Opening remarks at maternal health hearing indicate strong support for change

Sept. 11, 2019
“We are also the only industrialized country in the world with a rising maternal death rate.”

The House Committee on Energy and Commerce has released an announcement detailing the remarks made by its Chairman Frank Pallone, Jr. (D-NJ) during a Health Subcommittee hearing on “Improving Maternal Health: Legislation to Advance Prevention Efforts and Access to Care” September 10.

“Today we are examining the often-tragic reality of the maternal health system in our nation, and a number of policies that could dramatically improve health outcomes for new mothers and their children,” Pallone said. “Every year, about 700 women die here in the United States from a pregnancy-related condition, and thousands more face severe maternal morbidity. That’s simply disgraceful. And when you compare these outcomes to other countries around the world, the United States is near the bottom. We are also the only industrialized country in the world with a rising maternal death rate.”

Pallone was referring to a new report released on September 6 by the Centers for Disease Control and Prevention which also shows a sharp increase in racial/ethnic disparities. During 2007–2016, black and American Indian/Alaska Native women had significantly more pregnancy-related deaths per 100,000 births than did white, Hispanic, and Asian/Pacific Islander women, according to the CDC report. Disparities persisted over time and across age groups and were present even in states with the lowest pregnancy-related mortality ratios and among groups with higher levels of education. The cause-specific proportion of pregnancy-related deaths varied by race/ethnicity.

“Maternal mortality and morbidity are problems that affect women throughout our country, but especially in African American and Native American communities, where women are three times as likely to die due to pregnancy-related conditions as white women,” said Pallone. “In a nation as wealthy as ours, these statistics are simply shocking and inexcusable, but I am hopeful that we can begin to turn the tide to improve maternal health,” said Pallone. “The Centers for Disease Control and Prevention estimates that 60 percent of maternal deaths in the United States are preventable, and the legislation that we are discussing today is a strong step forward.”

Pallone cited a number of the bills, including policies that follow up on the Preventing Maternal Deaths Act, which was enacted last year and designed to help improved data collection and has expanded Maternal Mortality Review Committees to all 50 states. He added that the legislation also authorizes and strengthens the Alliance for Innovation in Maternal Health and Safety (AIM) which helps physicians and health systems implement evidence-based practices that have been shown to improve patient outcomes when performed in a healthcare setting but have not yet been implemented nationwide.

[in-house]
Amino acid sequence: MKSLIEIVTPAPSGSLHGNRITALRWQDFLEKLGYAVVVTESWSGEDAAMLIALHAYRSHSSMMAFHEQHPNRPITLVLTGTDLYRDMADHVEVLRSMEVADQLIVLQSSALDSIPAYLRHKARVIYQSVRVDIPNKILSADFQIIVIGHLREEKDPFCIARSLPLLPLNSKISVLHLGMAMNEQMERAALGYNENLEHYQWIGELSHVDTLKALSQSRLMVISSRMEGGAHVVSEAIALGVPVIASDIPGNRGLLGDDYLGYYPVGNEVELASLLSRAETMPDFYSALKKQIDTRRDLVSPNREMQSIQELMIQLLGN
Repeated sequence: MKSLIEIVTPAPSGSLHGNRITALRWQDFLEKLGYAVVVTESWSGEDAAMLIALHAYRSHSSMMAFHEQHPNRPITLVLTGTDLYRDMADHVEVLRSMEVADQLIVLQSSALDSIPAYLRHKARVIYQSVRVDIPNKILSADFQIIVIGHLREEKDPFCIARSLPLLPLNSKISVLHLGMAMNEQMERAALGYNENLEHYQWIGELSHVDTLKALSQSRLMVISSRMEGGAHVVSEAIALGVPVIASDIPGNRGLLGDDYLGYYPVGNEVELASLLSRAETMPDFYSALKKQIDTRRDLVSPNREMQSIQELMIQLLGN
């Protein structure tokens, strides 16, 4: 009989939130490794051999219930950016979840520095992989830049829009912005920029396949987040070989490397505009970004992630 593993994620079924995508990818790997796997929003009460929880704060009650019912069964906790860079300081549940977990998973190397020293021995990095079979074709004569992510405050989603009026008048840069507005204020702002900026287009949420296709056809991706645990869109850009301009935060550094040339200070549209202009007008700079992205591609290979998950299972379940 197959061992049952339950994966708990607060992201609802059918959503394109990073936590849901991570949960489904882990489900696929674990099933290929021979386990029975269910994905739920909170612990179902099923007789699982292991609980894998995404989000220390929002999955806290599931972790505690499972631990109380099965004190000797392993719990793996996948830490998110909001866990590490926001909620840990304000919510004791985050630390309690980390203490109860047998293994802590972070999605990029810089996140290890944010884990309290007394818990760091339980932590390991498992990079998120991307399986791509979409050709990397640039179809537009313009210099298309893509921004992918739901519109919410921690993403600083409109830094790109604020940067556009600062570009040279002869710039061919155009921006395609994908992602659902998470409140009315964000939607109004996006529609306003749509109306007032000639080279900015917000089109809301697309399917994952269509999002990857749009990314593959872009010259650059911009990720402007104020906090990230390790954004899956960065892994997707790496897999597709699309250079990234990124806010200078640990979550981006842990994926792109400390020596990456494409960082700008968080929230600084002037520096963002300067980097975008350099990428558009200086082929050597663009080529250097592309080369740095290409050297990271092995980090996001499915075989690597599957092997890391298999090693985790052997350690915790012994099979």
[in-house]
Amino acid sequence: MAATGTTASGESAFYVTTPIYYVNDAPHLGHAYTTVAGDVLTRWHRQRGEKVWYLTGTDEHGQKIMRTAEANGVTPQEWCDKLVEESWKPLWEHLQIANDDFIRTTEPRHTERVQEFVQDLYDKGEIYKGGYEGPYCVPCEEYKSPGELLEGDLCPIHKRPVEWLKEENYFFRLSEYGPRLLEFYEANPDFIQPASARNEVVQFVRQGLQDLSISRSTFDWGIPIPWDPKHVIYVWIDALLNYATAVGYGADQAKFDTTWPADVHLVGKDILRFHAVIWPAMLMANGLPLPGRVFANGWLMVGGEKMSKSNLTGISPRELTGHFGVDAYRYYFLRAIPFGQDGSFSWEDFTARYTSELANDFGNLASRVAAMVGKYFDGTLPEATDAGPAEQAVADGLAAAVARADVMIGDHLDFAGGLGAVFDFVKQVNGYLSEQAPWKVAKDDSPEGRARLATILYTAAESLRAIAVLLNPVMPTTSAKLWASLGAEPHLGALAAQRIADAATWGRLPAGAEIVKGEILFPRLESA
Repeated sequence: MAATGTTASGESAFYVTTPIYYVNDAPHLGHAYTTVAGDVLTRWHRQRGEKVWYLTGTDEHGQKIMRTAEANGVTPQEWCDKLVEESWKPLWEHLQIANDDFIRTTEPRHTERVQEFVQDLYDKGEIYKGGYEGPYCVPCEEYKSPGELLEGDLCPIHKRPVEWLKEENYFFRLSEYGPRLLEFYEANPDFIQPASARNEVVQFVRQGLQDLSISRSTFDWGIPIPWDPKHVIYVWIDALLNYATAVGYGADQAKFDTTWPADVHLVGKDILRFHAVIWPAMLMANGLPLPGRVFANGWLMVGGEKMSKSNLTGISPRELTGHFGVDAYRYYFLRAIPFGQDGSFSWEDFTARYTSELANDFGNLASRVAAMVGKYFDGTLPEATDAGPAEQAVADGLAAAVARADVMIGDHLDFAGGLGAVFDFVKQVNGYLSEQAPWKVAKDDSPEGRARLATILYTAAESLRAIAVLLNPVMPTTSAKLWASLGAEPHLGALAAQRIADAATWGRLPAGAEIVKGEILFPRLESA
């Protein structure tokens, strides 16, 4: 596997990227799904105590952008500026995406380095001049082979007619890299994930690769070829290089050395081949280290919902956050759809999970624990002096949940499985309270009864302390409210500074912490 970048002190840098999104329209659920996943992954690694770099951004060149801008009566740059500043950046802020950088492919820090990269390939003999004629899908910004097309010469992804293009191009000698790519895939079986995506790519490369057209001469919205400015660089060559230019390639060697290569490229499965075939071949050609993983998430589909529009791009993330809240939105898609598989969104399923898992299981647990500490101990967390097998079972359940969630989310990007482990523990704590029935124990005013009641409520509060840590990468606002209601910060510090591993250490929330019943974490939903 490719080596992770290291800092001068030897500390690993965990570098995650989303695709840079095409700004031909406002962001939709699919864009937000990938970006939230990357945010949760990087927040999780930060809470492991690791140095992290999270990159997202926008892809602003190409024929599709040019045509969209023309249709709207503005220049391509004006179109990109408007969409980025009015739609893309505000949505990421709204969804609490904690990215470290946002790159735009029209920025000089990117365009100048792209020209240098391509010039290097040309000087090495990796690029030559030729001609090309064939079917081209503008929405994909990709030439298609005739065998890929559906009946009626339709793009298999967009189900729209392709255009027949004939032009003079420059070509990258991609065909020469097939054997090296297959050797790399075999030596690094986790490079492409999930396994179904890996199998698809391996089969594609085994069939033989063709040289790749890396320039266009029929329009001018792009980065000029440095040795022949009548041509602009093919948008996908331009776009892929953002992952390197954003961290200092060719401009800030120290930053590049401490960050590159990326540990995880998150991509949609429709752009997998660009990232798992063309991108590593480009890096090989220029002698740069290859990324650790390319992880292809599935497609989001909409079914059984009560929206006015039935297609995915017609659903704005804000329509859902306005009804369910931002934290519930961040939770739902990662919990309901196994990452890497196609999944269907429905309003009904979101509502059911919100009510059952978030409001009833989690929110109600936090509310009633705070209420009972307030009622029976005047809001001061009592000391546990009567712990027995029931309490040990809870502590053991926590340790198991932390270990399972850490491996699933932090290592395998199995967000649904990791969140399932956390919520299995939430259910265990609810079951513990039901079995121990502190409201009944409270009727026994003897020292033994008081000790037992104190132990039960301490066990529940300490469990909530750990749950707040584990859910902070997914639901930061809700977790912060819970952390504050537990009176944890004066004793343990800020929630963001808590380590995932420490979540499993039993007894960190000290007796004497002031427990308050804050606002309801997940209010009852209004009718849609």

Additional improvements cited by Pallone:

·  Seeking ways to improve health coverage for new mothers, especially among those who lose coverage after 60 days (CDC says one-third of all pregnancy-related deaths occur between one week and one year postpartum). 

· Extending access to regular physician check-ups and other health services to help women and their healthcare providers detect and treat health issues such as high blood pressure and heart disease, two of the most common causes of pregnancy-related death. 

More programs and commitments

“Every new mother and child deserves the best beginning possible, whether they live in the suburbs, cities or in a rural setting,” stated group purchasing organization Premier, Inc in response to Pallone and others at the meeting. “Getting at the root cause and raising the performance bar on maternal health for the nation is why Premier has launched the Bundle of Joy campaign. The goal for the Bundle of Joy campaign is to ensure mothers and babies are always at the center of care and supported by the latest evidence, the best doctors and the most successful practices. By mobilizing an alliance of 4,000-plus hospitals and health systems, 100 billion data points, the expertise of our industry partners and history of proven best practices, Premier aims to build and deploy new care delivery models, ultimately scaling proven advancements across the industry.”

Meanwhile, the Department of Health and Human Services (HHS), through the Health Resources and Services Administration (HRSA), announced the same day that is has awarded nearly $9 million to launch the Rural Maternity and Obstetrics Management Strategies (RMOMS) program. Recipients from three states, Missouri, New Mexico and Texas, will receive up to $600,000 in a planning year and up to $800,000 in three implementation years to pilot, test, and develop models that improve access to and continuity of maternal obstetrics care in rural communities.

The RMOMS program, administered by HRSA’s Federal Office of Rural Health Policy (FORHP) and Maternal and Child Health Bureau (MCHB), is a part of a suite of maternal health investments made by HRSA to support local and state level efforts to improve maternal health nationwide. The new program is unique because its network requirements detail the involvement of specific stakeholders, including rural hospitals, health centers, state Medicaid offices, and Healthy Start and home visiting programs, with the intention of developing sustainable strategies at a regional level.

Networks will develop strategies that focus on rural hospital obstetric service aggregation, developing a network approach to coordinating a continuum of care, leveraging telehealth and specialty care, and approaches to financial sustainability.